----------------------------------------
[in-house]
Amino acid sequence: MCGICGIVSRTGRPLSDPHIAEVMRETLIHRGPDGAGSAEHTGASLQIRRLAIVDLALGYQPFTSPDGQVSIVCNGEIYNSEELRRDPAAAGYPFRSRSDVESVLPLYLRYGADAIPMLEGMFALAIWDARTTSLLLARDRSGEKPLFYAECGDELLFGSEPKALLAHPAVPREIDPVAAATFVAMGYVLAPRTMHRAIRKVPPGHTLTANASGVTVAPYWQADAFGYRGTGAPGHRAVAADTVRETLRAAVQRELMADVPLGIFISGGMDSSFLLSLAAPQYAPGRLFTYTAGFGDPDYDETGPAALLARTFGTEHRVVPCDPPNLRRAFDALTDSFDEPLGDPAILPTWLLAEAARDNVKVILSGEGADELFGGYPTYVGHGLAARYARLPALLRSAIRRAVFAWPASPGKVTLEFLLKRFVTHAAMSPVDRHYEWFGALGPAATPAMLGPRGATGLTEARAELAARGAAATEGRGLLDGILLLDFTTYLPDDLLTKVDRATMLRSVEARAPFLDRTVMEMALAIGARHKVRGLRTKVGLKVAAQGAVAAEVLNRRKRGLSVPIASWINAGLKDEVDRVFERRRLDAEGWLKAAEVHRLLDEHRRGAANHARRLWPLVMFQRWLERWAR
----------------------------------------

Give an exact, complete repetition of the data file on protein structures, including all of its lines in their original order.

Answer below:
[in-house]
Amino acid sequence: MCGICGIVSRTGRPLSDPHIAEVMRETLIHRGPDGAGSAEHTGASLQIRRLAIVDLALGYQPFTSPDGQVSIVCNGEIYNSEELRRDPAAAGYPFRSRSDVESVLPLYLRYGADAIPMLEGMFALAIWDARTTSLLLARDRSGEKPLFYAECGDELLFGSEPKALLAHPAVPREIDPVAAATFVAMGYVLAPRTMHRAIRKVPPGHTLTANASGVTVAPYWQADAFGYRGTGAPGHRAVAADTVRETLRAAVQRELMADVPLGIFISGGMDSSFLLSLAAPQYAPGRLFTYTAGFGDPDYDETGPAALLARTFGTEHRVVPCDPPNLRRAFDALTDSFDEPLGDPAILPTWLLAEAARDNVKVILSGEGADELFGGYPTYVGHGLAARYARLPALLRSAIRRAVFAWPASPGKVTLEFLLKRFVTHAAMSPVDRHYEWFGALGPAATPAMLGPRGATGLTEARAELAARGAAATEGRGLLDGILLLDFTTYLPDDLLTKVDRATMLRSVEARAPFLDRTVMEMALAIGARHKVRGLRTKVGLKVAAQGAVAAEVLNRRKRGLSVPIASWINAGLKDEVDRVFERRRLDAEGWLKAAEVHRLLDEHRRGAANHARRLWPLVMFQRWLERWAR